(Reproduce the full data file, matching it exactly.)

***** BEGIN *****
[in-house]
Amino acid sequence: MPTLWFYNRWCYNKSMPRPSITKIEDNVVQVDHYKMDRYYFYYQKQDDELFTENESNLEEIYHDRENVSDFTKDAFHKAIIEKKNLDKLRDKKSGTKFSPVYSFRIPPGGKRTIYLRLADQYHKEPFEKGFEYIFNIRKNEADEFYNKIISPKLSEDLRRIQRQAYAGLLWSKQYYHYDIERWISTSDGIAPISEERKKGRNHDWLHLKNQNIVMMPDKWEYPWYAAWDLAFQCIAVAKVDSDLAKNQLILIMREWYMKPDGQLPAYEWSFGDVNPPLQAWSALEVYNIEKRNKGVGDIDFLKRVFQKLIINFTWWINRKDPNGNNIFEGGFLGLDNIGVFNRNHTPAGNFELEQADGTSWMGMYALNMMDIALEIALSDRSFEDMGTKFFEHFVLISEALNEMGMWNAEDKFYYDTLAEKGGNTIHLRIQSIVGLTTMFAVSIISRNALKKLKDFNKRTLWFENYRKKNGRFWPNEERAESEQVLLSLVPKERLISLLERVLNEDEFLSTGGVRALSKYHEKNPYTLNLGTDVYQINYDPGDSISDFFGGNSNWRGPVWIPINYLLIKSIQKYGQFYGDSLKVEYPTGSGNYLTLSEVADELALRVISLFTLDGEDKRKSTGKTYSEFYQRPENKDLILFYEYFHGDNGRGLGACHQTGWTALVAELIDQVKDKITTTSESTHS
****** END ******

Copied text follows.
[in-house]
Amino acid sequence: MPTLWFYNRWCYNKSMPRPSITKIEDNVVQVDHYKMDRYYFYYQKQDDELFTENESNLEEIYHDRENVSDFTKDAFHKAIIEKKNLDKLRDKKSGTKFSPVYSFRIPPGGKRTIYLRLADQYHKEPFEKGFEYIFNIRKNEADEFYNKIISPKLSEDLRRIQRQAYAGLLWSKQYYHYDIERWISTSDGIAPISEERKKGRNHDWLHLKNQNIVMMPDKWEYPWYAAWDLAFQCIAVAKVDSDLAKNQLILIMREWYMKPDGQLPAYEWSFGDVNPPLQAWSALEVYNIEKRNKGVGDIDFLKRVFQKLIINFTWWINRKDPNGNNIFEGGFLGLDNIGVFNRNHTPAGNFELEQADGTSWMGMYALNMMDIALEIALSDRSFEDMGTKFFEHFVLISEALNEMGMWNAEDKFYYDTLAEKGGNTIHLRIQSIVGLTTMFAVSIISRNALKKLKDFNKRTLWFENYRKKNGRFWPNEERAESEQVLLSLVPKERLISLLERVLNEDEFLSTGGVRALSKYHEKNPYTLNLGTDVYQINYDPGDSISDFFGGNSNWRGPVWIPINYLLIKSIQKYGQFYGDSLKVEYPTGSGNYLTLSEVADELALRVISLFTLDGEDKRKSTGKTYSEFYQRPENKDLILFYEYFHGDNGRGLGACHQTGWTALVAELIDQVKDKITTTSESTHS